A particular MTJ 110 can be read from by activating its corresponding transistor 115, which when turned on, allows current to flow from the bit line 120 through the MTJ 110 to the source line 125 (or vice versa). The transistor 115 is activated and inactivated through the word line 130. The word line 130 is operatively coupled to and supplies a voltage to the transistor 115 to turn the transistor on so that current can flow to the MTJ 110. A voltage, dependent on the resistance of the MTJ 110 is then detected by the sense amplifier 140 from the source line 125 (for example). The voltage differential between the bit line 120 and the source line 125 (or vice versa), which is indicative of the resistance of the MTJ is then compared to a reference voltage 145 and amplified by the sense amplifier 140 to determine whether the MTJ 110 contains a “1” or a “0”.

An embodiment of a memory device as disclosed herein also includes a temperature sensor.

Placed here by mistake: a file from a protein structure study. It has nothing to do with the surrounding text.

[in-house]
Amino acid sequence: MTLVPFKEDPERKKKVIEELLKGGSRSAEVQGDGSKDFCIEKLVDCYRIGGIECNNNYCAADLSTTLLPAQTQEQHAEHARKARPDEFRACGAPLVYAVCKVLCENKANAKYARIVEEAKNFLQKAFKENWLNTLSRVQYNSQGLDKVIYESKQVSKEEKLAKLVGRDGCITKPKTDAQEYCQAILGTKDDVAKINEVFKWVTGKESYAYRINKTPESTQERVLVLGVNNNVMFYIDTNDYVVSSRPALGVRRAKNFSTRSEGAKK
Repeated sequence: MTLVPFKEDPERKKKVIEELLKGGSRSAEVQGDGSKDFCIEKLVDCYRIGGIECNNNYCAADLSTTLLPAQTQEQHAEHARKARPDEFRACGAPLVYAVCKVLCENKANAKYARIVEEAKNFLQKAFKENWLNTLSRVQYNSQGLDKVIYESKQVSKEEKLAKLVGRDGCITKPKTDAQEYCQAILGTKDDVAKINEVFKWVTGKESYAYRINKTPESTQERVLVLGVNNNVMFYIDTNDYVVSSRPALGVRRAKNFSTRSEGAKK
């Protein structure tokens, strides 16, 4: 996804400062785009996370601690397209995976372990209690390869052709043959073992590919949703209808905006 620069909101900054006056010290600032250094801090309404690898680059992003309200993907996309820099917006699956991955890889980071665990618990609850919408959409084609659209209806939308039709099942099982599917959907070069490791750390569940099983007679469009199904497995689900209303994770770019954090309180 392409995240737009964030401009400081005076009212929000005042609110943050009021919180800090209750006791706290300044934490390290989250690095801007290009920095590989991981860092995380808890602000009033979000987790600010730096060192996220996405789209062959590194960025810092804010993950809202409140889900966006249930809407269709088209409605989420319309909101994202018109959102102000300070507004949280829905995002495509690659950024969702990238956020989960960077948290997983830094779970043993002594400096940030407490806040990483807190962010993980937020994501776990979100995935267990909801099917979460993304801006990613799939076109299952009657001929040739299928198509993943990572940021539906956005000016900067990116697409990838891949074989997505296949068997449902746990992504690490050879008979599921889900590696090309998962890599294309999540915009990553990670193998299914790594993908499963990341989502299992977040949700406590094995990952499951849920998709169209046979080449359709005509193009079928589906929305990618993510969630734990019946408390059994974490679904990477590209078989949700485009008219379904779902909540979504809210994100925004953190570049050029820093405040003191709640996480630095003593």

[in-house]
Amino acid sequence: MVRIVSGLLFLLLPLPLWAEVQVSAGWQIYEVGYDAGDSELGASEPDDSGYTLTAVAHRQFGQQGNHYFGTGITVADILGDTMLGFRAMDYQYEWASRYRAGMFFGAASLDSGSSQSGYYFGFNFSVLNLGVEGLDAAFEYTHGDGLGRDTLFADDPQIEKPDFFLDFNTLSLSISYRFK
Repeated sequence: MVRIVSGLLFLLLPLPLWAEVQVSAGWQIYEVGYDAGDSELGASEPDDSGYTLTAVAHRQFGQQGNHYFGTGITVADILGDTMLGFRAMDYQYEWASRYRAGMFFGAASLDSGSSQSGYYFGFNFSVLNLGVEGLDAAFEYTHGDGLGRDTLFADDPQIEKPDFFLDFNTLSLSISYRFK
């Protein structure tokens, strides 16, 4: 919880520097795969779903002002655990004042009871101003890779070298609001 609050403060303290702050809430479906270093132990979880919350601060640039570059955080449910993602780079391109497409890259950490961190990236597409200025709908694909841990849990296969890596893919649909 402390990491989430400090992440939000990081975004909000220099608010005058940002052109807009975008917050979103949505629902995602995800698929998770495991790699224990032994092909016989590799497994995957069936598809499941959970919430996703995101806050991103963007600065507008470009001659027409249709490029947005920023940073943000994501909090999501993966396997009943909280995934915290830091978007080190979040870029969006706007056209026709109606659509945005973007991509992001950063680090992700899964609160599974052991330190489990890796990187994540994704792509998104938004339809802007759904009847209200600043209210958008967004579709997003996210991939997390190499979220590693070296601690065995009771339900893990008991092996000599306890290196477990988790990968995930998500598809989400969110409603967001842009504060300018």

A temperature sensor utilized herein can function to detect the temperature in the vicinity of a memory cell. Generally, a temperature sensor and a memory cell as utilized herein are relatively closely located. In an embodiment, a temperature sensor is located in the vicinity of a memory cell. The phrase “vicinity of the memory cell” can generally imply that the temperature sensor is on the same chip as the memory cell. In an embodiment, there is more than one temperature sensor on each chip; and in another embodiment, there is only one temperature sensor on each chip. In an embodiment, where the memory system includes a plurality of memory cells, one temperature sensor can be located in the vicinity of each of the plurality of memory cells. In an embodiment, a temperature sensor can be located in a central location with respect to the plurality of memory cells.

Generally, any temperature sensor that is small enough to be fabricated or placed on a chip housing the memory cell can be utilized. One example of a suitable temperature sensor would be a low power CMOS temperature sensor. A temperature sensor to be utilized herein can be fabricated on the chip or can be fabricated separately and placed on the chip.